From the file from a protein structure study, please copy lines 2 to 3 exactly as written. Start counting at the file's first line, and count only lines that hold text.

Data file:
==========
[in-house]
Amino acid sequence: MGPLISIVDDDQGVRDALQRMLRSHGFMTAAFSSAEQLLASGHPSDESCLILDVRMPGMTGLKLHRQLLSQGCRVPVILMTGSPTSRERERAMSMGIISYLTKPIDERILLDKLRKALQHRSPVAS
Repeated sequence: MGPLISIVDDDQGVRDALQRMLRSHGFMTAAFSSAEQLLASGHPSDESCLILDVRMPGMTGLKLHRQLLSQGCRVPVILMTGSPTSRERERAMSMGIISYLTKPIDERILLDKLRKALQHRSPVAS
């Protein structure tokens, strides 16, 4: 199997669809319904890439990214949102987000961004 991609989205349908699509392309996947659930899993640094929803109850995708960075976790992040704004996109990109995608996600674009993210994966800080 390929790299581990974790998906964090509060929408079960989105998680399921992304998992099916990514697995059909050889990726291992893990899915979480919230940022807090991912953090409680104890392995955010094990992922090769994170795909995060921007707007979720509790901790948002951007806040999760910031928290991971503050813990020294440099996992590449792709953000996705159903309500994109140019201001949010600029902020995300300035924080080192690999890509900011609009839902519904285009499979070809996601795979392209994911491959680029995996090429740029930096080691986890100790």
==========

Amino acid sequence: MGPLISIVDDDQGVRDALQRMLRSHGFMTAAFSSAEQLLASGHPSDESCLILDVRMPGMTGLKLHRQLLSQGCRVPVILMTGSPTSRERERAMSMGIISYLTKPIDERILLDKLRKALQHRSPVAS
Repeated sequence: MGPLISIVDDDQGVRDALQRMLRSHGFMTAAFSSAEQLLASGHPSDESCLILDVRMPGMTGLKLHRQLLSQGCRVPVILMTGSPTSRERERAMSMGIISYLTKPIDERILLDKLRKALQHRSPVAS